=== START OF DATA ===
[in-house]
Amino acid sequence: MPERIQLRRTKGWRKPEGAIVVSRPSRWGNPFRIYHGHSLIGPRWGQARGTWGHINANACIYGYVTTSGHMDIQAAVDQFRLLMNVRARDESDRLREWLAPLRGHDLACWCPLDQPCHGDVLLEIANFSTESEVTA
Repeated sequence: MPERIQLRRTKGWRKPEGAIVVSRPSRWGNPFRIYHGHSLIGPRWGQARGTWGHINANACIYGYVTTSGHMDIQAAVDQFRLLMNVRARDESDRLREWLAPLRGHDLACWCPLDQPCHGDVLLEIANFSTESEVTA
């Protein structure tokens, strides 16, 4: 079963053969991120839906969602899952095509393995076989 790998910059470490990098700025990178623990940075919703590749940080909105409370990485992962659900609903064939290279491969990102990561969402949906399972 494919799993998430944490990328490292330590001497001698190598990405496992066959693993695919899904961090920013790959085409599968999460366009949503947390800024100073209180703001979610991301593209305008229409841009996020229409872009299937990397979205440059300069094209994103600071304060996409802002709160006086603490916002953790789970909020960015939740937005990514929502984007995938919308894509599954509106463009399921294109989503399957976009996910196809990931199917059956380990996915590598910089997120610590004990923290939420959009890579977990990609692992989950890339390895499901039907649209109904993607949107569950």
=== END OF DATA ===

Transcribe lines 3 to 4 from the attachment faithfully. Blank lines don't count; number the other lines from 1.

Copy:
Repeated sequence: MPERIQLRRTKGWRKPEGAIVVSRPSRWGNPFRIYHGHSLIGPRWGQARGTWGHINANACIYGYVTTSGHMDIQAAVDQFRLLMNVRARDESDRLREWLAPLRGHDLACWCPLDQPCHGDVLLEIANFSTESEVTA
């Protein structure tokens, strides 16, 4: 079963053969991120839906969602899952095509393995076989 790998910059470490990098700025990178623990940075919703590749940080909105409370990485992962659900609903064939290279491969990102990561969402949906399972 494919799993998430944490990328490292330590001497001698190598990405496992066959693993695919899904961090920013790959085409599968999460366009949503947390800024100073209180703001979610991301593209305008229409841009996020229409872009299937990397979205440059300069094209994103600071304060996409802002709160006086603490916002953790789970909020960015939740937005990514929502984007995938919308894509599954509106463009399921294109989503399957976009996910196809990931199917059956380990996915590598910089997120610590004990923290939420959009890579977990990609692992989950890339390895499901039907649209109904993607949107569950």